Al-Qaeda

In an audiotape distributed on the anniversary of the September 11 attacks, Al-Qaeda leader Ayman Al-Zawahiri calls on Muslims to adhere to jihad against the United States on different fronts worldwide

On September 11, 2018, the Al-Sahab Foundation, Al-Qaeda’s media arm, released a 30-minute audiotape commemorating the 17th anniversary of the terrorist attacks of September 11, 2001. The audiotape, entitled “How should we confront America?” describes the United States as the main enemy of Muslims all over the world and specifies the different fronts where the United States fights against the Muslims, allegedly from religious motives.
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Spotlight on Global Jihad (April 12-17, 2018)

With the takeover of the city of Duma and the evacuation of the last fighters from its territory, the Syrian army effectively completed the takeover of eastern Al-Ghouta. Now the Syrian army and the forces supporting it are shifting the center of operations to the Al-Yarmouk refugee camp in southern Damascus. In Iraq, the security forces continued to operate against a number of areas where pockets of ISIS operatives remained. The Egyptian security forces, which have been working for around two months to eradicate the presence of ISIS in the Sinai Peninsula, suffered losses in an attempt by ISIS operatives to infiltrate one of the army bases in Sinai.
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Split among Al-Qaeda’s supporters in Syria, in light of severe differences of opinion regarding the nature of the ties with Al-Qaeda leader Ayman al-Zawahiri

At the end of February 2018, six local groups of jihadists operating in northern Syria announced their withdrawal from the Headquarters for the Liberation of Al-Sham and the establishment of a new organization called the Guardians of the Religion Organization.
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Spotlight on Global Jihad (December 7-13, 2017)

Russian President Vladimir Putin made a surprise visit to Syria. The Syrians (and the Russians) announced that the mopping up of the Euphrates Valley in the area between Al-Mayadeen and Albukamal had been completed. In the heart of Manhattan, an amateurishly prepared IED exploded on the body of a Bangladeshi immigrant terrorist.
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ISIS-Inspired Immigrant from Bangladesh Detonates IED in the Heart of New York City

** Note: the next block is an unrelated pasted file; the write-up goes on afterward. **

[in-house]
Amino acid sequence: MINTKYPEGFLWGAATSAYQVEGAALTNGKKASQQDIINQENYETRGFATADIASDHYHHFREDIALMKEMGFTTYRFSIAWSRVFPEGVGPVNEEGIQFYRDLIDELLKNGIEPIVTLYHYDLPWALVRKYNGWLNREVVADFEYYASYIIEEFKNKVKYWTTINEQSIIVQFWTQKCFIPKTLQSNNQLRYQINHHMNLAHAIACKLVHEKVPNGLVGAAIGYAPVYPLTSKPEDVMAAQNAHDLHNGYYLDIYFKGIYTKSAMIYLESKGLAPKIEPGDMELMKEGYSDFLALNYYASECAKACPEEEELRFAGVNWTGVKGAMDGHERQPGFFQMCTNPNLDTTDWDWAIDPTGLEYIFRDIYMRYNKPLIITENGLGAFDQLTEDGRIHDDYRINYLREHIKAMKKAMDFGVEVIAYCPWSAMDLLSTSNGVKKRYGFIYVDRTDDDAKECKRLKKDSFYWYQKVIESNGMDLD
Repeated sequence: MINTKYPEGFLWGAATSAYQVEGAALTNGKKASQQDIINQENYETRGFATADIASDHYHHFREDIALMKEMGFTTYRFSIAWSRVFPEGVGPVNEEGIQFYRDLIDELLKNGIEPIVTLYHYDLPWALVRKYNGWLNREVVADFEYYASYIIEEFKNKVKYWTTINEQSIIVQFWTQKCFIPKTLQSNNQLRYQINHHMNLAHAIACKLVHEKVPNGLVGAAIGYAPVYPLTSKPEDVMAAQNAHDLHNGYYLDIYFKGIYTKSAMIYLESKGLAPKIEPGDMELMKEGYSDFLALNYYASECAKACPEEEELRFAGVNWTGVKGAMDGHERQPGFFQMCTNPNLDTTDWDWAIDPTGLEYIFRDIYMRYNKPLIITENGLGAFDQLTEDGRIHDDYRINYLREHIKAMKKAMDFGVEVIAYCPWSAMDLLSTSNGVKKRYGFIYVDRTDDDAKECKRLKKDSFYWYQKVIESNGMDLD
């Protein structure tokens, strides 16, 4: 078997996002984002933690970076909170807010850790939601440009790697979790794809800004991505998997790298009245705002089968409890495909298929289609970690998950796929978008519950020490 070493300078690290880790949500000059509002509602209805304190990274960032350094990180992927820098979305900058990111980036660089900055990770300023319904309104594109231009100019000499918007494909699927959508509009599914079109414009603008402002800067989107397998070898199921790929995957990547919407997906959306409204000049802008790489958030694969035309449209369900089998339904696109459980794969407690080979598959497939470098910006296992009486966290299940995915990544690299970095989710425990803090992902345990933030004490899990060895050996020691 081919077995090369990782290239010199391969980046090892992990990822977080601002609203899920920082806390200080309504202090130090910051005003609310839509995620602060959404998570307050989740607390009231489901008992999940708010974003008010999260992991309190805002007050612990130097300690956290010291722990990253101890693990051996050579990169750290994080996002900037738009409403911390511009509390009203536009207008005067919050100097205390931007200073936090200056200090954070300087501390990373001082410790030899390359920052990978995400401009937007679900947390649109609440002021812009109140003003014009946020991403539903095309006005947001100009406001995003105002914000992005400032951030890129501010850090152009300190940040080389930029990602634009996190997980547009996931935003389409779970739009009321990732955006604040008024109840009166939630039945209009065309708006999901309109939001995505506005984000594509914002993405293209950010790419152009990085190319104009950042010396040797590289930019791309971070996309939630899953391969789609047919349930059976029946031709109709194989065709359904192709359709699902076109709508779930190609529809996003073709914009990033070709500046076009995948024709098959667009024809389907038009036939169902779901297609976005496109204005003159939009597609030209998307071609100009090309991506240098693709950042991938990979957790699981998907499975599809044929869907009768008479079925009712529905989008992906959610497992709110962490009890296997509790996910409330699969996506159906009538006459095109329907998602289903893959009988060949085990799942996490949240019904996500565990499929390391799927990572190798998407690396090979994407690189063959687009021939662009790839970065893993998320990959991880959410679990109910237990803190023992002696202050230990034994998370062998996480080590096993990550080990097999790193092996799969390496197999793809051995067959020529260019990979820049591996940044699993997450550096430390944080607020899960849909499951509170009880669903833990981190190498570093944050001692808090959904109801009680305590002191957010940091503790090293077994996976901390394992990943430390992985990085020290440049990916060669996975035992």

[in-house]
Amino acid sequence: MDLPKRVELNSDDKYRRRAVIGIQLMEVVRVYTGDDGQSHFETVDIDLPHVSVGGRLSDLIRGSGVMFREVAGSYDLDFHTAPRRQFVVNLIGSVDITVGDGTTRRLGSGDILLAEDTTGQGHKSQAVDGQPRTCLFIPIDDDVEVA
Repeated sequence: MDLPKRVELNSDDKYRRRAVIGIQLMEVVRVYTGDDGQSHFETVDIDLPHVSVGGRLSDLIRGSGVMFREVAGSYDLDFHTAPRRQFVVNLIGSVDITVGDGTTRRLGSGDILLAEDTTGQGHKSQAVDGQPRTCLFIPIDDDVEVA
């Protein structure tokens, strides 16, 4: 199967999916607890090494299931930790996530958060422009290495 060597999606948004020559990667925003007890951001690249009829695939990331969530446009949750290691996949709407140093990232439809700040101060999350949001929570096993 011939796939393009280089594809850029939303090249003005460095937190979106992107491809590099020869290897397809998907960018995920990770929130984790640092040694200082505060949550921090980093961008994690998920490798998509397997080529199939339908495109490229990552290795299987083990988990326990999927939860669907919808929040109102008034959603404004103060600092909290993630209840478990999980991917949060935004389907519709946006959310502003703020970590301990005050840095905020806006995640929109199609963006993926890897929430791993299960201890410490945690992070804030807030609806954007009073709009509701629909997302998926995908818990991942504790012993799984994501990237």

At around 7:10 on the morning of December 11, 2017, an IED was detonated in the subway corridor connecting the Port Authority Bus Terminal to the Times Square subway station. The homemade pipe bomb exploded while strapped onto the terrorist's body. He was seriously wounded; three passersby sustained minor injuries. The terrorist was arrested.
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Fierce dispute between the Headquarters for the Liberation of Al-Sham and Al-Qaeda

Recently, harsh words have been exchanged between Al-Qaeda leader Ayman al-Zawahiri and the Headquarters for the Liberation of Al-Sham (formerly the Al-Nusra Front), indicating a widening rift between the two organizations.
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Al-Qaeda

Al-Qaeda is a global Islamic terrorist organization founded by Palestinian terrorist operative Abdullah Azzam in 1988. Al-Qaeda originated in Afghanistan as an underground movement that operated against the Soviet occupation. Since its establishment, Al-Qaeda operated under the leadership and funding of Osama bin Laden. Al-Qaeda was officially defined as an organized entity in 1988 by its founder and first leader, Osama bin Laden. Since being defined as an organized entity, Al-Qaeda has become a global Islamic terrorist organization operating in many arenas around the world. Ideologically, Al-Qaeda relies on the Salafi school of Islam, viewing jihad as the personal duty of every Muslim.

Al-Qaeda does not operate in a clear hierarchical framework, but rather as a confederation of terrorist organizations that carry out the organization’s ideology and tactics. Osama bin Laden served as a source of inspiration and guidance for carrying out terrorist activity. The organization also provides various types of assistance and support to terrorist organizations that advocate global jihad around the world.

Al-Qaeda was behind a series of showcase attacks against the United States, the most prominent of which was the attack on the World Trade Center in New York on September 11, 2001. Al-Qaeda’s activities also included harming the civilian population and damaging the holy sites of various religions. After a prolonged manhunt, Al-Qaeda leader Osama bin Laden was killed by US Army forces on May 2, 2011. He was replaced by his deputy Ayman al-Zawahiri, an Egyptian who was also one of the founders of Al-Qaeda.

In recent years, Al-Qaeda’s center of power in Afghanistan and Pakistan has grown weaker. At the same time, local networks affiliated with Al-Qaeda in various Muslim countries have grown stronger, including Al-Qaeda in the Arabian Peninsula (AQAP), based in Yemen; Al-Qaeda in the Islamic Maghreb (AQIM), and the Fateh al-Sham Front in Syria.